CObject cobject = archetype.getDefinition().getAttribute("context").getChild("id1");
ArchetypeTerm term = archetype.getTerm(cobject, "en");"and the archetype term text in English is: " + term.getText());

Or you could access the terminology itself:


For terminology constraints with locally defined values:

CTerminologyCode cTerminologyCode = object.itemAtPath("/somePath...");
List<TerminologyCodeWithArchetypeTerm> = cTerminologyCode.getTerms();


archetype.getTerm(cTerminologyCode, "at15", "en");

Default constraints from the reference model

An archetype constrains instances of the reference model. But a reference model also has some default constraints. For example, an observation has a data field, which is a single field - not a list or set. This has implications for default cardinality and existence constraints, and for example the isMultiple() and isSingle() methods. You can apply these constraints so you get them set explicitly in the resulting archetype-object. To do so:

Archetype archetype = ADLParser.withRMConstraintsImposer().parse(adlFile);

Or use the RMConstraintsImposer class yourself instead of directly from the parser.

Use a different reference model implementation

Archie uses its own reference model by default, but it can use any reference model you like. To do so, you can implement your own Constraints imposer, your own reference model info lookup and some other classes, and use those in the right places. To do so, create an implementation of each of the following abstract classes and interfaces:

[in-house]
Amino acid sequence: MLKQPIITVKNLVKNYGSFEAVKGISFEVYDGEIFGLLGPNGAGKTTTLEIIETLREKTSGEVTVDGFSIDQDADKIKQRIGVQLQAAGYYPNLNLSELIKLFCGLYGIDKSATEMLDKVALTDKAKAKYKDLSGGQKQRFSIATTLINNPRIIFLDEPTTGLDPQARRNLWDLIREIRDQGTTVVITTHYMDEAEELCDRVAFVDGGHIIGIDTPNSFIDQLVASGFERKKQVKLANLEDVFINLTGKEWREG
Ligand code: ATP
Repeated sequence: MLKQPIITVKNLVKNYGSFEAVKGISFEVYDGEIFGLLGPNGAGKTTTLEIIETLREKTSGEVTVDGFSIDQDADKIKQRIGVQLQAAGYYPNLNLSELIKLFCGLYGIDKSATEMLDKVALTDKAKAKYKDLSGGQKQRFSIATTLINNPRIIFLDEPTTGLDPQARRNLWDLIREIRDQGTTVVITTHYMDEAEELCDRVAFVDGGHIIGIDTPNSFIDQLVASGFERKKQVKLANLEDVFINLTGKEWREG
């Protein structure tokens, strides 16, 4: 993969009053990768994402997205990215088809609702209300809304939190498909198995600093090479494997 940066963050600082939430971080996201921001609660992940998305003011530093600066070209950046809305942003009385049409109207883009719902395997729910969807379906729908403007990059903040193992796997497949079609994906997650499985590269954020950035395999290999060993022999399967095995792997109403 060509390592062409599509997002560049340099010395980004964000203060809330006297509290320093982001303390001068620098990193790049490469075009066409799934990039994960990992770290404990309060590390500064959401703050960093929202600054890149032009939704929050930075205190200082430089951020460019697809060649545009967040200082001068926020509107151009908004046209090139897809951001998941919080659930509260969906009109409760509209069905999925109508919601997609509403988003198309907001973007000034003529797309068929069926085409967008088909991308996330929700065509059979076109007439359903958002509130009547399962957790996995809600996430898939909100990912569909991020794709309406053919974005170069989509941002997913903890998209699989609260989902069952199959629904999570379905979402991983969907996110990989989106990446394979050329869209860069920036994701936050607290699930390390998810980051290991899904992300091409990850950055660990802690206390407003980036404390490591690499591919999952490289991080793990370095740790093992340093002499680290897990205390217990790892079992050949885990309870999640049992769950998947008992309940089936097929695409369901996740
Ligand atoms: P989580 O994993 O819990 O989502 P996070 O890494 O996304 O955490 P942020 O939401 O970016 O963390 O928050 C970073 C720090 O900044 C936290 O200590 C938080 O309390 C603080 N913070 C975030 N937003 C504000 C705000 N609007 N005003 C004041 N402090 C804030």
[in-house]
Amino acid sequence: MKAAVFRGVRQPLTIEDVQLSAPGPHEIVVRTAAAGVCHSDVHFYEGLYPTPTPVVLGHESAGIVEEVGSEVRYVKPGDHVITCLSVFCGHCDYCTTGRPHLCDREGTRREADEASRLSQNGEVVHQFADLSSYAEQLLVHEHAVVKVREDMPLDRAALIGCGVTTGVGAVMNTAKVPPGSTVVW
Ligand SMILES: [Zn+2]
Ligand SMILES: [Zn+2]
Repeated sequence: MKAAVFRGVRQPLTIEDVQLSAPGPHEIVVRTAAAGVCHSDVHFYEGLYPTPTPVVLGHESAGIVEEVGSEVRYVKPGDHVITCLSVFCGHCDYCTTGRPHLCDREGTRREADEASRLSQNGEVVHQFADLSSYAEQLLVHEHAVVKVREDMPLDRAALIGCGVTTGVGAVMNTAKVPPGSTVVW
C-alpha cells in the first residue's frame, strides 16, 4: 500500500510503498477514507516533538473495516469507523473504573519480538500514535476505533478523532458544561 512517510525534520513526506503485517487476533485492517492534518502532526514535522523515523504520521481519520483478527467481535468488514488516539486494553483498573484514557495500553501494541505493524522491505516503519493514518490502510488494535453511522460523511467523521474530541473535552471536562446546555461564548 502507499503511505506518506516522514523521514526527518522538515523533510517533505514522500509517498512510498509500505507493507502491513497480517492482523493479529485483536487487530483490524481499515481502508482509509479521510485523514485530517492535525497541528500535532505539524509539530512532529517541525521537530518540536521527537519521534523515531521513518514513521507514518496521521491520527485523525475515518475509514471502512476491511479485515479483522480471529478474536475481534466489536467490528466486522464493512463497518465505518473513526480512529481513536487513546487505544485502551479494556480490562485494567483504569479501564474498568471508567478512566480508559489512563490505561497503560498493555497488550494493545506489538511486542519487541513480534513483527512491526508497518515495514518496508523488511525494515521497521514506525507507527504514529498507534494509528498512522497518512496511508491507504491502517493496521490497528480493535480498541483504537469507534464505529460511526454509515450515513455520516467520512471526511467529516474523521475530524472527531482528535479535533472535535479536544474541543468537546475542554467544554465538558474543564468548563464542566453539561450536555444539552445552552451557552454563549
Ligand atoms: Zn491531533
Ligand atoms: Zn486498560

Intervals and primitive objects

The Interval has its has(value) method implemented. So you can do:

new Interval<>(2,4).has(3); //returns true
Interval.upperUnbounded(2).has(1); //returns false

CPrimitiveObject has an isValidValue(value) method, so you can do:

CString cString = new CString();
cString.addConstraint("/more te+st/");
cString.isValidValue("test"); //returns true
cString.isValidValue("more teeeeest"); //returns true - regexp matching
cString.isValidValue("mooooore test"); //returns false

ISO-8601 date constraint patterns are not yet implemented.

Archetype tree walking for openEHR reference models

Because the getAttributes() has been implemented on the CObject-class instead of CComplexObject, creating a tree walker is just a few lines of code:

public void walk(CObject cobject) {
    for(CAttribute attribute:cobject.getAttributes()) {
        for(CObject child:attributes.getChildren()) {

JSON and XML (de)serialization

Both the Archetype and Reference Model objects serialize and deserialize to JSON and XML. JSON serialization works using Jackson. You can get a fully configured ObjectMapper using JacksonUtil:

String json = JacksonUtil.getObjectMapper().writeValueAsString(archetype);
Archetype parsedArchetype = JacksonUtil.getObjectMapper().readValue(json, Archetype.class);

The JSON output contains some features that make it easy to use in javascript, such as path attributes and translations in the language of your choice directly in the JSON. These features are ignored when parsing - as they should be.

XML works using JAXB. The XML output for the reference model conforms to the official openEHR RM XSD. For the AOM this is a bit tricky, because there is no finished XSD yet. It currently conforms to the development AOM 2.0 format. This format is still subject to change. To use:

Marshaller marshaller = JAXBUtil.getArchieJAXBContext().createMarshaller();
StringWriter writer = new StringWriter();
marshaller.marshal(archetype, writer);
String xml = writer.toString();

Unmarshaller unmarshaller = JAXBUtil.getArchieJAXBContext().createUnmarshaller();
Archetype parsedArchetype = (Archetype) unmarshaller.unmarshal(new StringReader(xml));


ODIN is a JSON/YAML like notation used as part of ADL, for meta-data, terminologies and annotations. See for what more it can do. To our knowledge it's not used widely outside of ADL/openEHR. Archie can map ODIN data directly to Java-objects using Jackson.

    YourType type = OdinObjectParser.convert(odinText, YourType.class);

It works by first converting to JSON, then binding that to objects with Jackson. This means you can also convert ODIN to JSON.

    String json = new OdinToJsonConverter().convert(odinText);